Doak used saliva to wet the baseball and he was very good at making the sphere do what he wanted. He won 19 games and led the National League in ERA in his first full season, with the St. Louis Cardinals in 1914. The lanky right-hander from Pittsburgh spent 13 seasons with the Cardinals, winning 144 games for them and garnering two ERA titles. Playing so many years in St. Louis, Doak became quite acquainted with the Rawlings Company, who made many of the gloves used in the majors. In 1919 Doak suggested some improvements to his glove and as a result his model was the most used glove in MLB for decades.
Did you know?
Doak only trails Bob Gibson for most shutouts thrown by a Cardinal pitcher. He tossed 34, seven of them in his stellar 1914 season.
The outlawing of the Spitball
The Major League Baseball Rules Committee banned the use of the spitball after the 1920 season, though they allowed 17 pitchers to be grandfathered in and use the pitch for the remainder of their careers. Those 17 pitchers were deemed to rely so much on the spitter that to ban them form using it would curtail or end their careers.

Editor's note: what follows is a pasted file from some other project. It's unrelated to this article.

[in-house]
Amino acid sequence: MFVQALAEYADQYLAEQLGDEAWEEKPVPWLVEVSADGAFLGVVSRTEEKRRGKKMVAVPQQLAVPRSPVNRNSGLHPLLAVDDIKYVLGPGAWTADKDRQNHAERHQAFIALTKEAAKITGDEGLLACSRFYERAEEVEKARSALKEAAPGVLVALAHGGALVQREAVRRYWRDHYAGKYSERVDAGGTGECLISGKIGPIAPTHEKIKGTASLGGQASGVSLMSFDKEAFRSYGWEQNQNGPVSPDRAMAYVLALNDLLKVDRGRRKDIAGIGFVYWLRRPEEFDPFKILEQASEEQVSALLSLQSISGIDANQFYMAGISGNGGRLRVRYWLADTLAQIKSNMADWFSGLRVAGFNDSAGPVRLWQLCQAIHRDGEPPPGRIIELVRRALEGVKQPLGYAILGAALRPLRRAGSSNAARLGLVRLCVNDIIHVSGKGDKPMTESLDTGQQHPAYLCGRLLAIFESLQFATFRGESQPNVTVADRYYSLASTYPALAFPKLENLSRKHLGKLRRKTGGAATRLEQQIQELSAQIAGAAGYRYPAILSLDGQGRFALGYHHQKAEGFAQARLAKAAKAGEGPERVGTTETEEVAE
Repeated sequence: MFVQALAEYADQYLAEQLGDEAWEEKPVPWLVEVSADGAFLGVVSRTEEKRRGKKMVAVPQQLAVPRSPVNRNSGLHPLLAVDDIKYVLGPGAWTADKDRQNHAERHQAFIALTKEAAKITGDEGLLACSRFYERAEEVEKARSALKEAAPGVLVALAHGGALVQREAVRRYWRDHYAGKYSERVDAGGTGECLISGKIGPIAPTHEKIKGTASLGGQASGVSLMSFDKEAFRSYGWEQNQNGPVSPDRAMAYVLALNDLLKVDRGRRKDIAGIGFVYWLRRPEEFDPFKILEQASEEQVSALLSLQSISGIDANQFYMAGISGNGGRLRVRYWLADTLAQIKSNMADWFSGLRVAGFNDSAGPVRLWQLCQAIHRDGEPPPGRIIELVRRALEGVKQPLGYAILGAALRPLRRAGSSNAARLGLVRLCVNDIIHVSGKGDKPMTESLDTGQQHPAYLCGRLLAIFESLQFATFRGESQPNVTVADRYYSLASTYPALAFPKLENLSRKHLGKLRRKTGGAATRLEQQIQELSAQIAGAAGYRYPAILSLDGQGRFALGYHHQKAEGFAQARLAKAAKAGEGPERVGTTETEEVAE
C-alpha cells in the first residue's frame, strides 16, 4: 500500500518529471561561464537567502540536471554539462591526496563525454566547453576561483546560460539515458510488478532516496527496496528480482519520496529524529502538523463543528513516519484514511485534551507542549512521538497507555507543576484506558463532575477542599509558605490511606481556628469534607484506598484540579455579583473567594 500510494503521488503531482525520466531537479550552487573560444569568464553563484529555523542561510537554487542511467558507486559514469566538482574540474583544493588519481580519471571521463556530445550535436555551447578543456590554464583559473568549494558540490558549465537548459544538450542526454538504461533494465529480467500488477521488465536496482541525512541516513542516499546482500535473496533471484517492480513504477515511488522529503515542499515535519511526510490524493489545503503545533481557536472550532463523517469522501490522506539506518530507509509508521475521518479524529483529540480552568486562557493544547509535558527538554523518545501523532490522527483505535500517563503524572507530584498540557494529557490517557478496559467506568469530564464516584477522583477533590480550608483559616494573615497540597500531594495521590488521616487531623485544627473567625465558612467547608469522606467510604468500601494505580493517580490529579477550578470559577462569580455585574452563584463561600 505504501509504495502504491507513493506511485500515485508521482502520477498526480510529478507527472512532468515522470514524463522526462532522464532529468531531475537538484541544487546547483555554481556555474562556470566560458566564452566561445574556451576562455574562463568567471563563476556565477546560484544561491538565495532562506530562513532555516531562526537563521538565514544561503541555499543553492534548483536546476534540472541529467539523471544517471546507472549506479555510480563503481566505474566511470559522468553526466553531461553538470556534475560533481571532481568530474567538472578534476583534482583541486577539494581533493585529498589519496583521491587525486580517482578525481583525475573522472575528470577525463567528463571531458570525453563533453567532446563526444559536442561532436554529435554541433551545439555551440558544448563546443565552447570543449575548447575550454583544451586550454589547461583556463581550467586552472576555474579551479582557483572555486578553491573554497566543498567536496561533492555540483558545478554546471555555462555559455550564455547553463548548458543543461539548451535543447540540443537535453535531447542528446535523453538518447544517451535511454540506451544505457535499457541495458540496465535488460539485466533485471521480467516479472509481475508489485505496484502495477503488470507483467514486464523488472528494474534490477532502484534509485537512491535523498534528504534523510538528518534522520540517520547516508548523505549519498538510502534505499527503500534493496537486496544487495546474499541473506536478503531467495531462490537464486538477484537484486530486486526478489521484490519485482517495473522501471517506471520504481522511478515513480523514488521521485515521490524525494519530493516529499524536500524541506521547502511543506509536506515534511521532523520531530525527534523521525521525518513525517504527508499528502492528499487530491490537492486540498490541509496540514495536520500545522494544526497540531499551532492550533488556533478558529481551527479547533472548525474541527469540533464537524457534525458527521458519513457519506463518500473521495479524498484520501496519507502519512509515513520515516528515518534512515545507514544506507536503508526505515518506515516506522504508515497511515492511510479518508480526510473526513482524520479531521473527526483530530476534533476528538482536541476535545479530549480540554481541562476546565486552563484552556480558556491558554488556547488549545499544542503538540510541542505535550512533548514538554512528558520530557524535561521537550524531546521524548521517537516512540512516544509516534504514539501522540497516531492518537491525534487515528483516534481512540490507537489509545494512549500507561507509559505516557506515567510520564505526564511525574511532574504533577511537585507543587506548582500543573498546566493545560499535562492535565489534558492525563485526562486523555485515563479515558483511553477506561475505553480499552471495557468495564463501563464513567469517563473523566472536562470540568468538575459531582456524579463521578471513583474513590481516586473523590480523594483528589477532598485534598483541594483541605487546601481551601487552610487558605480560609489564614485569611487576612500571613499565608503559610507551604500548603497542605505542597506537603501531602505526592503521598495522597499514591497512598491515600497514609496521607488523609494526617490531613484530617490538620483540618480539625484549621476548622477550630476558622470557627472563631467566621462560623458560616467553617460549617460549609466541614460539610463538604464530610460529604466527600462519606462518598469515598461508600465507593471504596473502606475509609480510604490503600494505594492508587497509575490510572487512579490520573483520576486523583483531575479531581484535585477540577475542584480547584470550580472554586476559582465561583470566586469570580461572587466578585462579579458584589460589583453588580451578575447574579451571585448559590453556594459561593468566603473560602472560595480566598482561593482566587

Pitchers allowed to continue to use the Spitball in rule change of 1920
Shufflin’ Phil Douglas
It’s not completely true that the spitball was banned solely because Ray Chapman was killed by such a pitch thrown by Carl Mays in 1920. It was a factor, but the previous winter, after the 1919 season, pressure from some team owners had resulted in each club designating just two pitchers who could legally throw the pitch in 1920. Mays was one of those selected by the Yankees to be able to do so. After Chapman was hit in the head with a ball darkened by Mays’ tobacco juice, the end of the spitball was inevitable.
It should be noted that the spitball was a very effective pitch, quite obviously. It gave the pitcher a decided advantage, as is evidenced by the number of pitchers who relied on it having great success in their careers. At least five pitchers who threw excellent spitters are in the Hall of Fame: Ed Walsh, Stan Coveleski, Red Faber,†Burleigh Grimes, and Gaylord Perry. Some have also accused Whitey Ford of throwing it quite a bit. Of the 17 pitchers who were allowed to keep throwing it after the ’21 season – essentially the pitchers who made a living off the pitch – many of them had very long and successful careers. In addition to Hall of Famers Grimes, Faber, and Coveleski, Urban Shocker won 187 games and won consistently despite being on mediocre clubs. Jack Quinn threw a spitball in competitive leagues for three decades, winning 247 games in the majors. Doak, Fisher, and Douglas were all very good pitchers too.